It is hugely important for HR professionals to keep up to date on employment law and the outcomes of key cases. The employment law landscape is fluid and dynamic and as such an HR professional needs to keep on top of this so that they can give the best advice that protects both the employer and employee.

Related article: Employment law changes 2021

5. Emotional intelligence and people skills

HR emotional intelligence and people skills

This may be stating the obvious, but HR professionals need to have good people skills, as they are frequently required to handle sensitive and delicate situations. This involves them being approachable and trustworthy with a level of discreetness seldom required of other professions.

While it’s true that HR professionals are there to guide, support and inspire line managers, they also need to be there for employees to approach when they have issues or concerns. In doing so, employees need to know that they can trust the HR person – especially if they find themselves in a tricky or sensitive situation.

If an employee finds that a HR professional is unapproachable, then they may not seek the help they need, possibly allowing feelings to fester and potentially leave the business if they are unhappy.

Furthermore, as HR is responsible for developing and implementing the people policies that so often focus on behaviours and values, it is essential that they live and breathe these behaviours and values so as to set the bar for the organisation.

Related article: How to create great HR policies as an SME

6. Organisational skills

HR organisational skills

Perhaps another obvious one! However, the HR professional needs to be highly organised. This is because so much of the work of HR is time sensitive/critical – meeting payroll deadlines, processing employer documentation, and performance review cycles to name but a few.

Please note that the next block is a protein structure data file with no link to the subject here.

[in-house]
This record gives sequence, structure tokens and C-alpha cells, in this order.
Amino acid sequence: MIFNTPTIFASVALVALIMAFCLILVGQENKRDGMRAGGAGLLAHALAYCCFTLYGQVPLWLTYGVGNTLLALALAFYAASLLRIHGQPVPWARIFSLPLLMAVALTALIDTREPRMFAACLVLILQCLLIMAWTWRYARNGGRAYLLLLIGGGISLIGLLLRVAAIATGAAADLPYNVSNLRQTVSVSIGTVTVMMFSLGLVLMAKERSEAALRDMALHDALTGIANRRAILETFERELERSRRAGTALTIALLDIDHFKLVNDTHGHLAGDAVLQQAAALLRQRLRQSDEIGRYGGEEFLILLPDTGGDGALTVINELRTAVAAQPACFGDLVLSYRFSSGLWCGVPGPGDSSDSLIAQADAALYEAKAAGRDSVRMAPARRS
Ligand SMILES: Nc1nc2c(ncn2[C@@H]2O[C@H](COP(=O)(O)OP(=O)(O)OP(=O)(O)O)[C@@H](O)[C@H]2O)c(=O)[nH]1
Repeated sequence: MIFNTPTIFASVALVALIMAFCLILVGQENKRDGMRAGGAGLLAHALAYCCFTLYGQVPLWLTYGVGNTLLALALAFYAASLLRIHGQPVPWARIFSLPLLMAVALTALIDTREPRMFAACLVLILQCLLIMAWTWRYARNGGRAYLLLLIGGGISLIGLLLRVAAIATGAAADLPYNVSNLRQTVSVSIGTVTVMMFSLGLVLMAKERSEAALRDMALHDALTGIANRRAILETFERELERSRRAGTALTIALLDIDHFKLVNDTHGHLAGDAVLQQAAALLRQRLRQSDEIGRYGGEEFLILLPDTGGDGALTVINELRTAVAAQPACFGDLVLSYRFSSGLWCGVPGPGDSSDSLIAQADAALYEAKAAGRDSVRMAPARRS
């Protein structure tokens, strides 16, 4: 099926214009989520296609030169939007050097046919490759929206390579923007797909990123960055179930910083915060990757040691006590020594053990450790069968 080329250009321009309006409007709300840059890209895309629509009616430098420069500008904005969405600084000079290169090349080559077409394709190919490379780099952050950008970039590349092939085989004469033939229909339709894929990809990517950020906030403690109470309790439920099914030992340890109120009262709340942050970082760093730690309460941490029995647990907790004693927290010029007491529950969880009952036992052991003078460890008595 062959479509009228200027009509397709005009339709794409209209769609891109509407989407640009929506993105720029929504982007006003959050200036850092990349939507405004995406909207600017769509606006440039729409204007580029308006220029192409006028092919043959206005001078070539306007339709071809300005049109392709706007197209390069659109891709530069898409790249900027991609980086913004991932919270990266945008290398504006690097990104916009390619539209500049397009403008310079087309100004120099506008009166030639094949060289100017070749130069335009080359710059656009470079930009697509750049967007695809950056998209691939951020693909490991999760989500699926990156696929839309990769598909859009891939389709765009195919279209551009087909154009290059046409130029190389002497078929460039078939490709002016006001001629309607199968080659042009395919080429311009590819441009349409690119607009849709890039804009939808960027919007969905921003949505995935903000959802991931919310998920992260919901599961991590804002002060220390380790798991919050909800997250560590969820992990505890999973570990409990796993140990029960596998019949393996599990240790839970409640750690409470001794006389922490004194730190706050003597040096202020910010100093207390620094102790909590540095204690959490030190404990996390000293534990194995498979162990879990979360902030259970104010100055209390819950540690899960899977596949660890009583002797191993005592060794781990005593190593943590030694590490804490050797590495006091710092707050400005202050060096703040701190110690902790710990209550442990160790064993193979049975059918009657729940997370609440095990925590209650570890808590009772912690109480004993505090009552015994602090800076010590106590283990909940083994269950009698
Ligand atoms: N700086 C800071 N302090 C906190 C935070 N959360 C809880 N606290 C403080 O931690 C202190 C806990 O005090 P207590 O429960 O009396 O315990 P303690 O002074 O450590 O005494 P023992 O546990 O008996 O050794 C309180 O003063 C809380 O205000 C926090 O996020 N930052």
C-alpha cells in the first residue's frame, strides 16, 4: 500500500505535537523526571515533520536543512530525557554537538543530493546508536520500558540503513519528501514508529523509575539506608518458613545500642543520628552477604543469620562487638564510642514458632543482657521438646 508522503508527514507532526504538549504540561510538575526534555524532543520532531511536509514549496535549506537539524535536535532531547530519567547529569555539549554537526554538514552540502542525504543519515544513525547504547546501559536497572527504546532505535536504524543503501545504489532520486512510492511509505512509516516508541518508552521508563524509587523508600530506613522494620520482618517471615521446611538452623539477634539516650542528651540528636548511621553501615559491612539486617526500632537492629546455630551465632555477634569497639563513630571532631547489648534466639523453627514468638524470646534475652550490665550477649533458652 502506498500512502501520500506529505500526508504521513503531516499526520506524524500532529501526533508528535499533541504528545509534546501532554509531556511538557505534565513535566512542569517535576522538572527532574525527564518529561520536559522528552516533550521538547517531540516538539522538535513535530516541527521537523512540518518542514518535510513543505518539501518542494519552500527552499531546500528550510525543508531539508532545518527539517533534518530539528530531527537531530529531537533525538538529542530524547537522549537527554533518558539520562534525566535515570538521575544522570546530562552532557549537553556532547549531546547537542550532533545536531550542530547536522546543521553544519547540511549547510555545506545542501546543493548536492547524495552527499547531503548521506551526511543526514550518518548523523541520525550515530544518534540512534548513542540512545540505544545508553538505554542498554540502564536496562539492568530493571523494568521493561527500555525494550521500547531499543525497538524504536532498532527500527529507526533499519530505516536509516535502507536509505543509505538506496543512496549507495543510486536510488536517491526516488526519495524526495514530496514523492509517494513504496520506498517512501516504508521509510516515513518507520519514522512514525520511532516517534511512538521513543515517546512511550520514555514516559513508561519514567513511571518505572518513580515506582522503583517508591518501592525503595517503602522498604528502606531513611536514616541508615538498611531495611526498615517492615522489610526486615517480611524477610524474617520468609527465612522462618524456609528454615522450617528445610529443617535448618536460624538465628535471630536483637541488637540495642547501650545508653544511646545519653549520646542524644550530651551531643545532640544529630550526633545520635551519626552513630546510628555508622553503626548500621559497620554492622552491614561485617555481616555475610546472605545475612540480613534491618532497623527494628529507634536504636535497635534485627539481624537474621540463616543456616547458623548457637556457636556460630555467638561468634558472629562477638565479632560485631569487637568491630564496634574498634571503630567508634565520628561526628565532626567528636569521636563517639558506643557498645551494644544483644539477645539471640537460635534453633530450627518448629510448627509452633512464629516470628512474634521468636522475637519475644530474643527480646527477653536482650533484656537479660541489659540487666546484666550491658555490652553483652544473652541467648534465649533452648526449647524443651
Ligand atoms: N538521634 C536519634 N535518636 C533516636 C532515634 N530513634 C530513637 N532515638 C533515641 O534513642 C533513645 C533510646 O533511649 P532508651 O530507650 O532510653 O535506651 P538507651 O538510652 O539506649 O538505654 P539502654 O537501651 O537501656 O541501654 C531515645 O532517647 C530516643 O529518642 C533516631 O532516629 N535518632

If you couple this with the element of the unknown in terms of unexpected issues cropping up, HR professionals need to be on top of their game with the time sensitive stuff, so they can free themselves to deal with the unexpected.

7. Relevancy

Staying relevant as a HR professional

This list could be added to forevermore, but one of the most important things for HR professionals is to remain relevant. Being relevant isn’t just about keeping up to speed with employment law and legislation; it’s also about keeping abreast of the full employment landscape and being aware of the latest trends, innovations, and hot topics.

The profession has come some way from the days of being classed as reactive Personnel Police! Understanding what’s going on in the wider employment world means that HR professionals can continually encourage business leaders to keep ahead of the curve when it comes to employment practices, thus improving their employer brand and position as an employer of choice.

Related articles

The history of HR management: traditional HR vs strategic HR

How to develop leadership skills in employees

Picture of Kate Marchant

Written by Kate Marchant

Kate Marchant is an experienced HR professional and CIPD Associate Member who offers straight talking HR solutions for SMEs with friendly and jargon free advice through her consultancy Running HR Ltd.